Get more Mail & Guardian
Subscribe or Login

‘I feel women should say what they think’

"I have observed that male writers tend to get asked what they think and women what they feel," she says. 

"In my experience, and that of a lot of other women writers, all of the questions coming at them from interviewers tend to be about how lucky they are to be where they are – about luck and identity and how the idea struck them. The interviews much more seldom engage with the woman as a serious thinker, a philosopher, as a person with preoccupations that are going to sustain them for their lifetime."

Though generally well received in Britain, The Luminaries, she said, was subject to a "bullying" reception from certain male reviewers of an older generation – particularly in her native New Zealand. 

"People whose negative reaction has been most vehement have all been men over about 45," she says.

It is the peculiar constellation of her age, gender and the particular nature of The Luminaries that has, she believes, provoked "a sense of irritation from some critics – that I have been so audacious to have taken up people's time by writing a long book. 

"There's a sense in there of: ‘Who do you think you are? You can't do that.' There's a feeling of: ‘All right, we can tolerate [this] from a man over 50, but we are not going to be spoken to like that by you.'"

But it's the seriousness of Catton's work that strikes you when talking to her – her belief in the novel both as a "builder of empathy" and as a carrier of ideas.

For her, the daughter of a philosopher and a librarian, the novel is a tool for thinking with, as well as for feeling with.

"What I like about fiction most is that it resists closure and exists, if the reader is willing to engage, as a possible encounter – an encounter that is like meeting a human being."— © Guardian News & Media 2013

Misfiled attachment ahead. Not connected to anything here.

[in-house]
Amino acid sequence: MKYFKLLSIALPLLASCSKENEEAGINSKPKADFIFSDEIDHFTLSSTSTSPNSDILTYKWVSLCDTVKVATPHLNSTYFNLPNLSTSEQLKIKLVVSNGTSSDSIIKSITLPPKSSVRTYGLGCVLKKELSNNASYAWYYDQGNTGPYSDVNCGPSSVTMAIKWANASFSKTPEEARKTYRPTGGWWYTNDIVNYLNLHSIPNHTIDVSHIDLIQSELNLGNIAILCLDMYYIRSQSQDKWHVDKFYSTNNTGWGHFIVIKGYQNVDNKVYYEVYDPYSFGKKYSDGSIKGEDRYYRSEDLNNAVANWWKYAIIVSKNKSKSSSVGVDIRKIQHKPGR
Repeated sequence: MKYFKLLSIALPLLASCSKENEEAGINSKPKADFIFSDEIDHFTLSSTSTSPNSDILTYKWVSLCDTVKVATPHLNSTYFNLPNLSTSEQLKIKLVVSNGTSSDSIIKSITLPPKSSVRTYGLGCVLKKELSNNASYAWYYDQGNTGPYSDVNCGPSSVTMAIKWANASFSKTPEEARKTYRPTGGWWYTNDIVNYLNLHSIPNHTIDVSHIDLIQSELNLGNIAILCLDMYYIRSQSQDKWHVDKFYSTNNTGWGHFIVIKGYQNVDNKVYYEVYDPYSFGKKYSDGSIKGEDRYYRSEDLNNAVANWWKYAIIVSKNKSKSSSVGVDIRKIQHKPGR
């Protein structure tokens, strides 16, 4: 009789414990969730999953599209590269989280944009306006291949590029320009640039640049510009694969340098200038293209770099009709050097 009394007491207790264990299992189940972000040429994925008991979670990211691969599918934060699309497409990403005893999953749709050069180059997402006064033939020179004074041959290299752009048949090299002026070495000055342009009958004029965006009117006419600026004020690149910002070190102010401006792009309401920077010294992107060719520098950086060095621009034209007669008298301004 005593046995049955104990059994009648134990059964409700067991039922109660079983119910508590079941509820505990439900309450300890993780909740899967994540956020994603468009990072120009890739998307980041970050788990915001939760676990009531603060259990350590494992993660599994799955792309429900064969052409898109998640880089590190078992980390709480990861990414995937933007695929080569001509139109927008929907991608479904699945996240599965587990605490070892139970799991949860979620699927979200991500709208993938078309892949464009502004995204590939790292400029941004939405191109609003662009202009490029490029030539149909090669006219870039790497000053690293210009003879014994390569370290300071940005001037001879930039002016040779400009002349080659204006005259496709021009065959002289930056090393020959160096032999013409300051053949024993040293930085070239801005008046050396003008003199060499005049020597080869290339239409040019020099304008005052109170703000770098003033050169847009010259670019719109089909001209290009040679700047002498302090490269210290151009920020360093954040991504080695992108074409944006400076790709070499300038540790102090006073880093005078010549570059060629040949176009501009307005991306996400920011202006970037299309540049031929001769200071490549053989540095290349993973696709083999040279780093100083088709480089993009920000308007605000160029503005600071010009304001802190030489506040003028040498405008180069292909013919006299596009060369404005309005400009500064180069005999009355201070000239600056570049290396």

Subscribe to the M&G

Thanks for enjoying the Mail & Guardian, we’re proud of our 36 year history, throughout which we have delivered to readers the most important, unbiased stories in South Africa. Good journalism costs, though, and right from our very first edition we’ve relied on reader subscriptions to protect our independence.

Digital subscribers get access to all of our award-winning journalism, including premium features, as well as exclusive events, newsletters, webinars and the cryptic crossword. Click here to find out how to join them.

Related stories

Advertising

Subscribers only

Petro states: What happens when 30% of your national budget...

As the demand for oil shrinks and prices collapse, Africa’s petro states — the likes of Angola, Nigeria, Egypt and Equatorial Guinea — will be left with massive holes in their budgets

More top stories

Petro states: What happens when 30% of your national budget...

As the demand for oil shrinks and prices collapse, Africa’s petro states — the likes of Angola, Nigeria, Egypt and Equatorial Guinea — will be left with massive holes in their budgets

Europe, Asia rob West Africa of fish

Greenpeace Africa reports that the fishmeal and fish oil industry is ‘robbing the Gambia, Mauritania and Senegal of livelihoods and food’

Covid jab tech helps fight malaria

An estimated two-thirds of malaria deaths are among children under the age of five, most of them in Africa.

Learners moving to other provinces puts education departments under pressure

Gauteng and the Western Cape struggle to put children in class, but Limpopo and the Eastern Cape are closing schools as enrolment plummets
Advertising

press releases

Loading latest Press Releases…
×